THOUSAND OAKS, Calif. — A Marine Corps veteran who had served in Afghanistan fatally shot at least 12 people Wednesday night when he stormed a crowded country and western dance hall in Thousand Oaks, authorities said.
The Ventura County sheriff, Geoff Dean, said the gunman, Ian David Long of nearby Newbury Park, California, apparently took his own life after being confronted by officers responding to the Wednesday night attack. One officer, Sgt. Ron Helus, was killed when he entered the building to help. The gunman used a .45-caliber handgun that he purchased legally. It had been outfitted with an extended magazine.
The shooting came just over a year after 58 people were killed at a country music festival in Las Vegas when a gunman opened fire from a high-rise hotel room. There was an eerie parallel between the two shootings, as some of the same people who emerged from the bar, the Borderline Bar & Grill, described having survived the shooting on the Las Vegas Strip.
Deputies had some interaction with Long the last few years, the sheriff said, including a reported disturbance at his home in April that prompted mental health specialists to talk to him. The health specialists, who talked to Long about his military service after suspecting he might be suffering from post-traumatic stress disorder, determined he was not an immediate danger to himself or others and he could not be involuntarily taken to a mental hospital.
Witnesses recalled a chaotic scene at the bar, which was filled with hundreds of people, many of them college students: A gunman opening fire, first at a security guard, as patrons dropped to the dance floor, hid under tables and broke windows to escape.
Many survivors said they were alive because of the actions of complete strangers. Dean said at least six off-duty officers were inside when the gunman opened fire. A parent told Dean “they stood in front of my daughter” and protected her. Witnesses also told local news media about patrons in the back of the bar who broke out a window and helped a number of people escape.
The number of people wounded in the shooting Wednesday was unclear, but the Ventura County Sheriff’s Office said about 22 people had been taken to hospitals.
The sheriff, his voice cracking, recalled Helus, the only victim identified so far by law enforcement.
“He died a hero because he went, he went in to save lives, to save other people’s lives,” Dean said.
Country music was playing in the dimly lit bar when people first heard gunshots sometime before midnight. Some said they had initially mistaken the sounds for firecrackers.
Dean said Long first shot a security officer outside the club and then walked inside, turned to the right and shot “other security and employees” before starting to fire on patrons in the main part of the club.
“No idea what the motive was,” the sheriff said. “We don’t believe he was targeting people.”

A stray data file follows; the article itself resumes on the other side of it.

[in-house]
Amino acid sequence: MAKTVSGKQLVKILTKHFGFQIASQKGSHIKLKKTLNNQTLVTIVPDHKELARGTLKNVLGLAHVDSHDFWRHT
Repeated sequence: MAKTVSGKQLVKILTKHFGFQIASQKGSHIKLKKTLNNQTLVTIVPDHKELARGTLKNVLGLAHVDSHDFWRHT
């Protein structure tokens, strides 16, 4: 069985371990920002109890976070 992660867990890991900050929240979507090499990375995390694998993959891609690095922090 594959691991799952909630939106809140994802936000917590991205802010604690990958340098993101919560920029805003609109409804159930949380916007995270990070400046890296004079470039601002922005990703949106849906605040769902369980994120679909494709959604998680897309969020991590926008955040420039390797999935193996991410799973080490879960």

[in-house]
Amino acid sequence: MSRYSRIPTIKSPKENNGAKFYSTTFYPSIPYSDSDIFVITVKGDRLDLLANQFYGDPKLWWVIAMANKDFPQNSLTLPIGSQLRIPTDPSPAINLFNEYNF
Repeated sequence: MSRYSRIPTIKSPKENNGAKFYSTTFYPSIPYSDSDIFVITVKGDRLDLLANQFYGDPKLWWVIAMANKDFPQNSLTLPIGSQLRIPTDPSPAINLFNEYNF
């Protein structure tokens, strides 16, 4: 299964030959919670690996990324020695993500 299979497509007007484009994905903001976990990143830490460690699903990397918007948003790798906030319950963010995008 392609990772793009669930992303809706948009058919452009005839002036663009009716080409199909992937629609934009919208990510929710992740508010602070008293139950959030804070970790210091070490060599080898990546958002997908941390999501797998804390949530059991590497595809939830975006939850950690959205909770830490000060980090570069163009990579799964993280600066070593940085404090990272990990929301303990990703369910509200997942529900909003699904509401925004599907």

“I just started hearing these big pops,” said a witness interviewed by a local television station.
Sarah DeSon, 19, a communications student at California State University Channel Islands, said: “I saw sparks going and smoke. There were smoke bombs going off next to me.”
DeSon described a stampede of people fleeing the club.
“I fell on my face,” she said. “I remember looking back at one point to make sure he” — the gunman — “wasn’t behind me.”
Chyann Worrell, a junior at the university, said she was at the bar to celebrate the 21st birthday of her friend Nellie Wong for a night of line-dancing with a live DJ. Shortly after 11 p.m., Worrell said, the gunman, wearing dark clothing and a dark baseball cap, drew his gun. He aimed it at a man near the front of the bar.
Worrell ducked for cover and heard a barrage of bullets. As she ran out of the bar, she said, she saw several bodies sprawled on the floor. Hours later, she had still not heard from two friends who had been with her.
One young woman inside the bar, Teylor Whittler, said the gunman appeared focused and did not appear to be targeting anyone in particular.
“I saw him shoot,” Whittler said, adding that someone had yelled, “Everybody get down.”
She said she saw him quickly reload his gun and fire again. “He knew what he was doing,” she said. “He had perfect form.”
“People started running to the back door,” she said, and she heard someone shout, “Get out — he’s coming.” She then fled and heard another burst of gunfire.
Brendan Kelly, 22, helped several people escape from inside. “It’s your worst nightmare,” he said. “It’s terrible.”
Helus entered Borderline with a Highway Patrol officer shortly after the first 911 calls, Dean said. The gunman immediately started shooting at them, striking Helus several times.
When the next group of officers entered the bar, they found Long dead in an office inside the club with an apparent self-inflicted gunshot wound.